There are certain things that are off limits in discussions about children and special education. As the Gay Pride movement has become more visible in the last decade with movement to legalize gay marriage, parents of gay children organizing support groups, and more and more homosexuals coming out of the closet, there is still very little written about students who are gay and their experiences in public school and in special education. This is a hot button issue, depending on where you live, your religion, your culture, and whether or not you have had the opportunity to know and be friends with men and women who are gay. It is one of those topics that take a great deal of interpersonal comfort to discuss openly and honestly. And, I believe, it is a topic that needs to be opened concerning certain children having special needs. Over the last 30 years I have had a handful of cases involving boys and girls who were gay. Without understanding their sexual orientation and their interests- in fashion, music, and dance in addition to football, or auto mechanics and construction in place of dolls and make-up, it was impossible to understand their social and emotional needs within the context of school and learning how to live in the world. For me, there is no difference between gay and straight kids. They are all children, some having special needs. Their sexuality as they mature merely becomes part of their current levels of functioning. There can be no student population we treat differently than another. That includes students who are gay.
On August 5, 2009 the American Psychological Association declared that mental health professionals should not tell gay clients they can become straight through therapy or other treatments. It repudiated “reparative” therapy that believes gay men and lesbians can change (Psychological Group Says Gay Clients Can’t Change, The New York Times, 8/6/09), some efforts leading to depression or suicide. Therapists were urged to consider multiple options, which could include celibacy and switching churches. This report breaks new ground in its detailed explanation as to how therapists should deal with gay clients, in the hope to calm the debate between religious conservatives and mental health professionals.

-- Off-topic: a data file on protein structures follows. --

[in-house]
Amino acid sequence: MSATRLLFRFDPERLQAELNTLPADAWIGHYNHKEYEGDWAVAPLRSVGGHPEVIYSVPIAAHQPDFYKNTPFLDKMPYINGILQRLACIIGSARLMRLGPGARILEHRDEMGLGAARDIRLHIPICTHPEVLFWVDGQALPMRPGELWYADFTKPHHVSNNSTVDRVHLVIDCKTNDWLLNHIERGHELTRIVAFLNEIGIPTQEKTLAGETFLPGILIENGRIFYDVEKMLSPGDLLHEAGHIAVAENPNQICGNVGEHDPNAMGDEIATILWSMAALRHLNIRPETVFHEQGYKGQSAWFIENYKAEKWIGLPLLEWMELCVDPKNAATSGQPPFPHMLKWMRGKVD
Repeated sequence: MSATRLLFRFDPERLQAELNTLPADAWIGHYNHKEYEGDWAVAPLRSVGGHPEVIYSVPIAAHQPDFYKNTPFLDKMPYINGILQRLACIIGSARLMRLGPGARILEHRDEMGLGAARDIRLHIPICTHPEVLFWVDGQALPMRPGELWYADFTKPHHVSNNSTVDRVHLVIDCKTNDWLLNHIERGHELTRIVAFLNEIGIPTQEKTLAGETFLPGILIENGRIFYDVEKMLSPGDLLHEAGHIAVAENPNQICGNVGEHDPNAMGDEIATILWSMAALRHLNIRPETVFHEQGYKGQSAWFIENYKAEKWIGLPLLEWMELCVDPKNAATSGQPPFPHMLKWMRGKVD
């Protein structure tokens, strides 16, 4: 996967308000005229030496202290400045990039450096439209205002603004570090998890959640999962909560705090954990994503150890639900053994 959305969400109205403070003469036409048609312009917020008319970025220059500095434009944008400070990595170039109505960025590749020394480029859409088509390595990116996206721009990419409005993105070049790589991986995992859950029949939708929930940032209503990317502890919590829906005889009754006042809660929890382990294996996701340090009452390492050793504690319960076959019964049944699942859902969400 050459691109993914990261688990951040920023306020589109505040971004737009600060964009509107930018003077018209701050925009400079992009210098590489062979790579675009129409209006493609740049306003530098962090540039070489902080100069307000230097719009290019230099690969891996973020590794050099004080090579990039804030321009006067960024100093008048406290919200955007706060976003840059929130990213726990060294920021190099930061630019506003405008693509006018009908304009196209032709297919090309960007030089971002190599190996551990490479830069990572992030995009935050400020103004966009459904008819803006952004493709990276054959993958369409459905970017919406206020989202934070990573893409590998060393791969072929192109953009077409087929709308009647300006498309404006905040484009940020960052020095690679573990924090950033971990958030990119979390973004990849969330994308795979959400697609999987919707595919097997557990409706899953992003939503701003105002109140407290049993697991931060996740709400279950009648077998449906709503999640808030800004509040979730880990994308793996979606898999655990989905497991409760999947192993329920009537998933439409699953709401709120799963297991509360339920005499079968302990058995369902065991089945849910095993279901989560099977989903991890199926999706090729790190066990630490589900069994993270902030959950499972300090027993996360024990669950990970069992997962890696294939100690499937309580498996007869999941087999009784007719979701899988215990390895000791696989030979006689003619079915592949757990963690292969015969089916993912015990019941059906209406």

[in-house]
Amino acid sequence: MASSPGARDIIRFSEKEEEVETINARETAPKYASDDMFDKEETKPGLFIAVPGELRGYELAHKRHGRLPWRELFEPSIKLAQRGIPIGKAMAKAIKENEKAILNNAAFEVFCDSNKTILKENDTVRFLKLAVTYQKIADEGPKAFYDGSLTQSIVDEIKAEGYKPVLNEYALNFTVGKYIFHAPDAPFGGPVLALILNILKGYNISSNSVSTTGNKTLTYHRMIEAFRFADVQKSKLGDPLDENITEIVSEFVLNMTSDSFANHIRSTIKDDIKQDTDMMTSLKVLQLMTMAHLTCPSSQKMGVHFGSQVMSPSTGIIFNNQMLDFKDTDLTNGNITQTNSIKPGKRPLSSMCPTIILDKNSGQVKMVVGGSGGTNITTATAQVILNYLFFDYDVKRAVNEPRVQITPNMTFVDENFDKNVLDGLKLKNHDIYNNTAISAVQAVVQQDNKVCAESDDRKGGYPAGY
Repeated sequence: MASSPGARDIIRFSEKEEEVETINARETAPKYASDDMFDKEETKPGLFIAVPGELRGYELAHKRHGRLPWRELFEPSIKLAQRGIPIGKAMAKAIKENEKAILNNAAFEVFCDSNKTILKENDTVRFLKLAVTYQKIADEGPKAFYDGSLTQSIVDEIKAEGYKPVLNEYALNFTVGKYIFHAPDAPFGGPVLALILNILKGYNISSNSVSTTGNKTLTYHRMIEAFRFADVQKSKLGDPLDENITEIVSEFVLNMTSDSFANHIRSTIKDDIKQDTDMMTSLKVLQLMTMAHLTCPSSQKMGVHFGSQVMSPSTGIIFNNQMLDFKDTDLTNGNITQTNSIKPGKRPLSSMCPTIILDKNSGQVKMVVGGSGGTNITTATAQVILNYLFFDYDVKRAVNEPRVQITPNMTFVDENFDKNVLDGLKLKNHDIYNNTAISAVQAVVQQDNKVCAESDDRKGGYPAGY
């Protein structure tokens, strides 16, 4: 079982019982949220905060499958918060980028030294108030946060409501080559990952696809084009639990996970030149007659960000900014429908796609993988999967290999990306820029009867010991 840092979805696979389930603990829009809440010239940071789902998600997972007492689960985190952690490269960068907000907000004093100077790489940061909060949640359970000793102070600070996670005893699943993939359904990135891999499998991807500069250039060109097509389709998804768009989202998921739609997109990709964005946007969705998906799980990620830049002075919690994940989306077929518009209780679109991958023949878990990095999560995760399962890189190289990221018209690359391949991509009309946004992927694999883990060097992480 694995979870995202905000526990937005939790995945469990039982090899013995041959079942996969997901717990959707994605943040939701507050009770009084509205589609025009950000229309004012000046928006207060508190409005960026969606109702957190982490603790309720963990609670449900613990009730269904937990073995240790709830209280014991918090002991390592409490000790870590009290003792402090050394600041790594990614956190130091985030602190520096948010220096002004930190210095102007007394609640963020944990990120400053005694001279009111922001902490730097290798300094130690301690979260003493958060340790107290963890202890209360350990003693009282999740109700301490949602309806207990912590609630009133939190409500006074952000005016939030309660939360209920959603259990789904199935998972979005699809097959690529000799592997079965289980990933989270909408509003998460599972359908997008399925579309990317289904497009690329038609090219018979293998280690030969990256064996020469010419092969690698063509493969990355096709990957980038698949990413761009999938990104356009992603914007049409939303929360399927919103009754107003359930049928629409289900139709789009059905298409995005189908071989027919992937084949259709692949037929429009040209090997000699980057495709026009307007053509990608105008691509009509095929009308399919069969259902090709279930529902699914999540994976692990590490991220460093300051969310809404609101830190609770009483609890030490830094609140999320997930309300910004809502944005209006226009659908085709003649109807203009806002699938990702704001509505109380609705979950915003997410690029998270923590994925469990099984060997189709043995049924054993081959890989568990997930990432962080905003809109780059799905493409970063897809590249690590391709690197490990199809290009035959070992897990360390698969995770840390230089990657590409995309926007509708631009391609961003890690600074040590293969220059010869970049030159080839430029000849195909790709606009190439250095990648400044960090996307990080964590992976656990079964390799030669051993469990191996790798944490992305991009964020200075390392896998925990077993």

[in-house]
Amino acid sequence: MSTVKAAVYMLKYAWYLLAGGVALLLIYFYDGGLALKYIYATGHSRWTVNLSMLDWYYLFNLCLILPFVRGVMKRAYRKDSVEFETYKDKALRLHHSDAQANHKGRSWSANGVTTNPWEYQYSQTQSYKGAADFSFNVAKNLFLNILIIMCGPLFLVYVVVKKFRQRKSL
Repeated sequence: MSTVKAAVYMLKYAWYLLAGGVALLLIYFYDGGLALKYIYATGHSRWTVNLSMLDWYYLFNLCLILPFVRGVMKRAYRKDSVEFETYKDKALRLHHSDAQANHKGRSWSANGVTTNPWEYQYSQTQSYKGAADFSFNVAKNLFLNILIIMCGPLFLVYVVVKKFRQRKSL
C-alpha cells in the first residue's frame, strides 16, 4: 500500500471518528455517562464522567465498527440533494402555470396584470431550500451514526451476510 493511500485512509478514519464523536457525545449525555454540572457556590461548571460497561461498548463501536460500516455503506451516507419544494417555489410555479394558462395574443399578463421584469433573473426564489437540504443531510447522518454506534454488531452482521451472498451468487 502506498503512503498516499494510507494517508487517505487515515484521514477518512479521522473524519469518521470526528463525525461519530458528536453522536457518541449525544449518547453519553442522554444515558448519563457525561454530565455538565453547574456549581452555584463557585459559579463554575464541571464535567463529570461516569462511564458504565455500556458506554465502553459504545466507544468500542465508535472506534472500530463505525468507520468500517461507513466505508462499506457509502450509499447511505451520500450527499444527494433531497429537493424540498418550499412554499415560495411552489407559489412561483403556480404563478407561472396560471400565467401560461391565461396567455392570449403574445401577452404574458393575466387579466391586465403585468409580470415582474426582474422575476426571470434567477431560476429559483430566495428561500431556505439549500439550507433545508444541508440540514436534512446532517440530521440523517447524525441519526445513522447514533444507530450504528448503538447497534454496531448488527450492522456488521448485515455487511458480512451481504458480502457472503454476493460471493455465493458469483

How does this relate to public schools? Think about it. When a student masturbates in public, the teachers and students go crazy. Child study teams become paralyzed over a basic biological function, or when a little boy happens to touch a little girl’s breast or crotch. Some schools have had 5 year olds arrested for sexual assault. Given this, how do they react when two boys or two girls walk down the hall, holding hands or kissing behind the door? Or when these kids are bullied by the straight kids, and sometimes beaten or sodomized? New York City created a special high school for gay students because of the abuse they suffered in their home schools, and their need to find and make friends within a common culture. How do these issues factor into psychological and psychiatric evaluations for students referred for evaluations? Into what you say and how you say it to the parents? An 85 year old teacher friend and I discussed this a few weeks ago. We both agreed that we knew many of the kids who would later identify themselves as gay within 5 minutes after they walked into our classrooms. But we never shared those views with our colleagues or with parents, unless asked. I have not taught in other than the northeast in 46 years, and have not read about how schools in other regions of the country view this subject. As a news junky, that in itself is a marker of the problem.